Harry Nilsson was best known in 1970 for his hit Everybody's Talkin,' from the movie, Midnight Cowboy. He heard Badfinger's recording of "Without You" at a party, and decided to cover it for his album Nilsson Schmilsson in 1971. The song was released as a single in October 1971, and it stayed at number 1 on the U.S. pop chart for four weeks. It features one of the rangiest male vocal performances ever recorded. His injection of all-out passion turned a good song into a great one. Mariah Carey's 1994 cover version is faithfully based on Harry Nilsson's emotional recording rather than the Badfinger restrained original. It reached number 3 on the Billboard Hot 100. Without You remains Carey's biggest hit across Europe. It became her first UK number 1 single. The ballad is a perfect storm of heartache and hopelessness, piano and violins blended together in a recipe of delicious sorrow.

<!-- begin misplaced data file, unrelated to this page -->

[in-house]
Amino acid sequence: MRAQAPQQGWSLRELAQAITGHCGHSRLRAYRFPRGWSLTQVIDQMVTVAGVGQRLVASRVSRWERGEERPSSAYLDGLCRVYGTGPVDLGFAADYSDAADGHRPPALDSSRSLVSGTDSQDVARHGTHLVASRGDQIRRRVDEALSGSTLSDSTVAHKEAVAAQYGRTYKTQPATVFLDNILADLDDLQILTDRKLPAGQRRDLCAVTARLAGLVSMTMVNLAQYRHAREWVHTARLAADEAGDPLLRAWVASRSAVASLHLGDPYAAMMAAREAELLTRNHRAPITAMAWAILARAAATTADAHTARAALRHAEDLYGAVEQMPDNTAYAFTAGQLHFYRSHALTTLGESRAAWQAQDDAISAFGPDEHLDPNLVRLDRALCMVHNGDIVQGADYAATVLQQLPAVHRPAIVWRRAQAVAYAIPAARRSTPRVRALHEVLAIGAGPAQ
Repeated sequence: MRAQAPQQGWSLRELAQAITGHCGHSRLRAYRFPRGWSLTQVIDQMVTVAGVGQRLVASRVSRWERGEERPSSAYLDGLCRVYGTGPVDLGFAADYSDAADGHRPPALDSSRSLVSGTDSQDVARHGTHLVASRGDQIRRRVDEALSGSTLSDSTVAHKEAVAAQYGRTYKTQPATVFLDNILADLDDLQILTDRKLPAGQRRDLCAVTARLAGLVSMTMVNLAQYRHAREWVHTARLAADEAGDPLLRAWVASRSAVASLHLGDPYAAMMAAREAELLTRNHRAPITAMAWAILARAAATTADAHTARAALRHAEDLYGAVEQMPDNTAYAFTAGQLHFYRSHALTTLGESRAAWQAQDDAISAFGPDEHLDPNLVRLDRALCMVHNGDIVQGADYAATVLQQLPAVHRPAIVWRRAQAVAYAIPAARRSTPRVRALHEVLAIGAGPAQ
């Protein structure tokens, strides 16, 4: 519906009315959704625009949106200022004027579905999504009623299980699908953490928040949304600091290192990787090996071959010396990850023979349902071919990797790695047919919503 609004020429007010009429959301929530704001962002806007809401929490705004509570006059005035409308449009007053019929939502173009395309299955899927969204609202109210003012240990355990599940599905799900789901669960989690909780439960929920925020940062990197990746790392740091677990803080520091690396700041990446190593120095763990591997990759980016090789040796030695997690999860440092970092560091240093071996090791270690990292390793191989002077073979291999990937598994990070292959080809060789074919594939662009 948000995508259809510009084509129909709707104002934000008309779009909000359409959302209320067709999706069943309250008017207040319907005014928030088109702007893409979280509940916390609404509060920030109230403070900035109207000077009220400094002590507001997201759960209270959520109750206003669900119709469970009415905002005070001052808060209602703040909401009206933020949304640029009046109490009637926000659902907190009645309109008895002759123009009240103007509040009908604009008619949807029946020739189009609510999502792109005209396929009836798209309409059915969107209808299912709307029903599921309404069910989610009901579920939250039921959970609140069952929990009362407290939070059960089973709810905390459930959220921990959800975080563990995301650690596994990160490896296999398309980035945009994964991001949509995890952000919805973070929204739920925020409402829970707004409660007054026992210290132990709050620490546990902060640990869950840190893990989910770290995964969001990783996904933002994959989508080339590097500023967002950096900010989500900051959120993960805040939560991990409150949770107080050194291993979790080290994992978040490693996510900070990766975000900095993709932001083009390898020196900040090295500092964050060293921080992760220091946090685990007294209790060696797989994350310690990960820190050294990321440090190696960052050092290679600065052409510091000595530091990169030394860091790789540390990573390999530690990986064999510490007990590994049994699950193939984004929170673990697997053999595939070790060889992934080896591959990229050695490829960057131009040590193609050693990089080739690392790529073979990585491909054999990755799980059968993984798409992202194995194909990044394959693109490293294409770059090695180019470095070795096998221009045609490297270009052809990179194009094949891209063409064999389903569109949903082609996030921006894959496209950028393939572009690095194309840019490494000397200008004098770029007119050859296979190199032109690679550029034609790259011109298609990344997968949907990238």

Gut-wrenching ballads have been written and performed through the decades by a wide array of tormented, talented artists. Whether folksy, piano driven, hard rocking, or tinged with country twang, all of these truly-inspired classics find a way to transport us to a place where melancholy never fails to tug hard on our heartstrings.

Poet Of The Wrong Generation by Lonnie Ostrow is now available in paperback and eBook format. CLICK HERE TO ORDER YOUR COPY.